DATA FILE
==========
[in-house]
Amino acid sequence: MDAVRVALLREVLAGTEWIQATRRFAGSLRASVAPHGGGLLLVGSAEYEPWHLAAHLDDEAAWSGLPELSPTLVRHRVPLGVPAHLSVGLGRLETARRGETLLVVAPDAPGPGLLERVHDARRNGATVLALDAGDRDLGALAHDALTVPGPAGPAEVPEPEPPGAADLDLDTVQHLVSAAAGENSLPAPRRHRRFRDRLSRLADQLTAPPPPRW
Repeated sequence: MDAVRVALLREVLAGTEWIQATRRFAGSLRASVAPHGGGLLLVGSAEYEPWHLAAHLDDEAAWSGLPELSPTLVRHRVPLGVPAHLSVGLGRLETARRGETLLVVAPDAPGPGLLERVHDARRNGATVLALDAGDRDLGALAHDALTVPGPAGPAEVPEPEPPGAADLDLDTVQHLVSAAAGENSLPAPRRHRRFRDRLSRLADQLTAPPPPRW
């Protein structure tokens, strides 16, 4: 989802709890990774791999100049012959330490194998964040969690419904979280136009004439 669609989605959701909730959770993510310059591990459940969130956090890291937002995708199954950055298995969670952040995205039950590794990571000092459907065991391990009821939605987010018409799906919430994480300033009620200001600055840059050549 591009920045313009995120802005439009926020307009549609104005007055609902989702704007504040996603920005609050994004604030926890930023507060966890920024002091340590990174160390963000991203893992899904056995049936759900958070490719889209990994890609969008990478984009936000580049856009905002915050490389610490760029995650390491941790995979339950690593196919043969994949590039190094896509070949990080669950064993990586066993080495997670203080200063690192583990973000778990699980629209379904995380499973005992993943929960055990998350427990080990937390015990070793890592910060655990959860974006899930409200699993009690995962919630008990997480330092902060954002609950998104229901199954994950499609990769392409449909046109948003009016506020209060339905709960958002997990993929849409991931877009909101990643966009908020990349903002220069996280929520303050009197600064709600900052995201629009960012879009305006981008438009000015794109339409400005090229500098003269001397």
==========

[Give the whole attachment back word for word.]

[in-house]
Amino acid sequence: MDAVRVALLREVLAGTEWIQATRRFAGSLRASVAPHGGGLLLVGSAEYEPWHLAAHLDDEAAWSGLPELSPTLVRHRVPLGVPAHLSVGLGRLETARRGETLLVVAPDAPGPGLLERVHDARRNGATVLALDAGDRDLGALAHDALTVPGPAGPAEVPEPEPPGAADLDLDTVQHLVSAAAGENSLPAPRRHRRFRDRLSRLADQLTAPPPPRW
Repeated sequence: MDAVRVALLREVLAGTEWIQATRRFAGSLRASVAPHGGGLLLVGSAEYEPWHLAAHLDDEAAWSGLPELSPTLVRHRVPLGVPAHLSVGLGRLETARRGETLLVVAPDAPGPGLLERVHDARRNGATVLALDAGDRDLGALAHDALTVPGPAGPAEVPEPEPPGAADLDLDTVQHLVSAAAGENSLPAPRRHRRFRDRLSRLADQLTAPPPPRW
């Protein structure tokens, strides 16, 4: 989802709890990774791999100049012959330490194998964040969690419904979280136009004439 669609989605959701909730959770993510310059591990459940969130956090890291937002995708199954950055298995969670952040995205039950590794990571000092459907065991391990009821939605987010018409799906919430994480300033009620200001600055840059050549 591009920045313009995120802005439009926020307009549609104005007055609902989702704007504040996603920005609050994004604030926890930023507060966890920024002091340590990174160390963000991203893992899904056995049936759900958070490719889209990994890609969008990478984009936000580049856009905002915050490389610490760029995650390491941790995979339950690593196919043969994949590039190094896509070949990080669950064993990586066993080495997670203080200063690192583990973000778990699980629209379904995380499973005992993943929960055990998350427990080990937390015990070793890592910060655990959860974006899930409200699993009690995962919630008990997480330092902060954002609950998104229901199954994950499609990769392409449909046109948003009016506020209060339905709960958002997990993929849409991931877009909101990643966009908020990349903002220069996280929520303050009197600064709600900052995201629009960012879009305006981008438009000015794109339409400005090229500098003269001397």